The comic is only a couple of pages but it additionally answers the related question, “What if Neil Gaiman was also a teenage schoolgirl?”
I believe this comes under the heading Real Person Fiction (RPF), which is a thing I don’t understand at all. Every time I think I’m getting a handle on fan culture I come across yet another weird-ass thing like this.
I’ve noticed that a lot of manga that I like were initially published by BEAM COMIX (rendered as Comic Beam in the linked Wikipedia article for reasons I can’t ascertain). It’s a magazine that serializes manga mainly targeted at an adult male audience.
It seems to me, judging from their published titles that I’ve enjoyed, that the publisher releases offbeat works with unique premises that are compellingly readable. What have I read of theirs? Let’s see, there’s the magical realism of Ran and the Gray World, the character-driven kitchen sink comedy of Hinamatsuri, the indie comic action of Bambi and Her Pink Gun, the anthropological detail of A Bride’s Story, the science fiction violence of Immortal Hounds, and the adventure comedy of Dungeon Meshi. This is an all star line-up.
According to the ol’ Wiki, the magazine is considered by many as focusing on “alternative” manga, which from context sounds like the Japanese equivalent of indie comics. It has a very small readership of 25,000 but consisting largely of hardcore enthusiasts and art students. To my mind, BEAM COMIX’s readers would probably be the type to own copies of Understanding Comics (the comic book bible) were they to live over here instead. In fact, quite a few of the magazine’s Japanese audience probably do own copies of Understanding Comics themselves.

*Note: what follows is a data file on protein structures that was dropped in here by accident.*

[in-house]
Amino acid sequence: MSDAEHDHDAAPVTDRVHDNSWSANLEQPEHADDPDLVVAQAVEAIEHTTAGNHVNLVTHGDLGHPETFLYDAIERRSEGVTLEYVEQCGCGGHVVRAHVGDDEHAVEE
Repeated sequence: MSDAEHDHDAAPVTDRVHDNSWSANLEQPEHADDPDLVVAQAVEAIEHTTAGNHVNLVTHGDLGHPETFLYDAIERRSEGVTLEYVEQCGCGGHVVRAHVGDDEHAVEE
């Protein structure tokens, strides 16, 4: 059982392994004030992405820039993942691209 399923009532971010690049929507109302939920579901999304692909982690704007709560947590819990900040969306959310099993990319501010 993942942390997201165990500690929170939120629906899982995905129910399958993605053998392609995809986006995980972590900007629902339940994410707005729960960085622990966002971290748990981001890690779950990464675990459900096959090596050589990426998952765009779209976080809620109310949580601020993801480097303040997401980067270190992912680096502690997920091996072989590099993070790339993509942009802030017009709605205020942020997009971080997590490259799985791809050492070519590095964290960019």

Whatever they’re doing, BEAM COMIX is doing it right. Their editors know how to pick a winning story. I’m going to keep an eye out for their other stuff from now on.
I just watched all the episodes of Your Lie In April that have been broadcast so far. I rather liked this teen-romance-between-classical-musicians thing. At first I was afraid it would be too much like Nodame Cantabile, where a free-spirited pianist slowly teaches her fellow student how to appreciate music again, but this show is different enough to be interesting on its own (nice shout-out to Nodame, by the way). Anyway, I don’t really have a review so much as a bunch of scattered thoughts.
First, there’s a lot of crying on this show. Do classical musicians cry this much in real life?
Second, I had no idea that Peanuts was that widely read in Japan. Teenagers can actually quote Charlie Brown out of the blue without having to explain where the line is from? Although “I’m not always going to be around to help you” sounds more ominous in the show.
Third, I think the book that the protagonist is reading in one of the early episodes is The Little Prince. The illustration on the cover looks familiar.